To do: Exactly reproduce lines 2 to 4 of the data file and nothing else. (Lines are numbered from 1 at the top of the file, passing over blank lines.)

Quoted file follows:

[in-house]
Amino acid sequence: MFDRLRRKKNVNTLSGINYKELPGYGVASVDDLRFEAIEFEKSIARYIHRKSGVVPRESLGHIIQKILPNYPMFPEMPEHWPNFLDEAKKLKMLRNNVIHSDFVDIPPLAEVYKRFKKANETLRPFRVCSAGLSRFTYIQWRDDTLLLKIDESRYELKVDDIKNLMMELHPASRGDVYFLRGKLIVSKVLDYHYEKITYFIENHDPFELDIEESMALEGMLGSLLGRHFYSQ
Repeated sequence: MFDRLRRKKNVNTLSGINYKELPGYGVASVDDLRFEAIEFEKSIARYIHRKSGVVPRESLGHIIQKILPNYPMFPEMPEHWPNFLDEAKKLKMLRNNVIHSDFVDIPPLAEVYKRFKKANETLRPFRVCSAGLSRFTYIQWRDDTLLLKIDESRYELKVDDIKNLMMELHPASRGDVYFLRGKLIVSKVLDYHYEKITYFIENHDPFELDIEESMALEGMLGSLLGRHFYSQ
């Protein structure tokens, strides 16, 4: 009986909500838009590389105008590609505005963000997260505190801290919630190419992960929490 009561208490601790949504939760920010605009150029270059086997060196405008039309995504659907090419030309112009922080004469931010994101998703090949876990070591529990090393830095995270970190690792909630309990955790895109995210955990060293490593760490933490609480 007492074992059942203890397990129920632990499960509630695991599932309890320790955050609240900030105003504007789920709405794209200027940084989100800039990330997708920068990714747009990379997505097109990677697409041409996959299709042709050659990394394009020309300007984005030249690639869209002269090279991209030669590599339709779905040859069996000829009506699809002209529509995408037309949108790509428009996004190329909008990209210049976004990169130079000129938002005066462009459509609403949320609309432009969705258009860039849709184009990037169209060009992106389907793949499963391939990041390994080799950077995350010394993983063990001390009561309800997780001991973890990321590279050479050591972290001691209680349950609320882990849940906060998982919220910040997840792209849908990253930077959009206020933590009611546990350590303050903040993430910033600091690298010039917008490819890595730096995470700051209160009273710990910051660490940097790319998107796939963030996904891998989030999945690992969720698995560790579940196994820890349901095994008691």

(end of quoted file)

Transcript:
Amino acid sequence: MFDRLRRKKNVNTLSGINYKELPGYGVASVDDLRFEAIEFEKSIARYIHRKSGVVPRESLGHIIQKILPNYPMFPEMPEHWPNFLDEAKKLKMLRNNVIHSDFVDIPPLAEVYKRFKKANETLRPFRVCSAGLSRFTYIQWRDDTLLLKIDESRYELKVDDIKNLMMELHPASRGDVYFLRGKLIVSKVLDYHYEKITYFIENHDPFELDIEESMALEGMLGSLLGRHFYSQ
Repeated sequence: MFDRLRRKKNVNTLSGINYKELPGYGVASVDDLRFEAIEFEKSIARYIHRKSGVVPRESLGHIIQKILPNYPMFPEMPEHWPNFLDEAKKLKMLRNNVIHSDFVDIPPLAEVYKRFKKANETLRPFRVCSAGLSRFTYIQWRDDTLLLKIDESRYELKVDDIKNLMMELHPASRGDVYFLRGKLIVSKVLDYHYEKITYFIENHDPFELDIEESMALEGMLGSLLGRHFYSQ
């Protein structure tokens, strides 16, 4: 009986909500838009590389105008590609505005963000997260505190801290919630190419992960929490 009561208490601790949504939760920010605009150029270059086997060196405008039309995504659907090419030309112009922080004469931010994101998703090949876990070591529990090393830095995270970190690792909630309990955790895109995210955990060293490593760490933490609480 007492074992059942203890397990129920632990499960509630695991599932309890320790955050609240900030105003504007789920709405794209200027940084989100800039990330997708920068990714747009990379997505097109990677697409041409996959299709042709050659990394394009020309300007984005030249690639869209002269090279991209030669590599339709779905040859069996000829009506699809002209529509995408037309949108790509428009996004190329909008990209210049976004990169130079000129938002005066462009459509609403949320609309432009969705258009860039849709184009990037169209060009992106389907793949499963391939990041390994080799950077995350010394993983063990001390009561309800997780001991973890990321590279050479050591972290001691209680349950609320882990849940906060998982919220910040997840792209849908990253930077959009206020933590009611546990350590303050903040993430910033600091690298010039917008490819890595730096995470700051209160009273710990910051660490940097790319998107796939963030996904891998989030999945690992969720698995560790579940196994820890349901095994008691």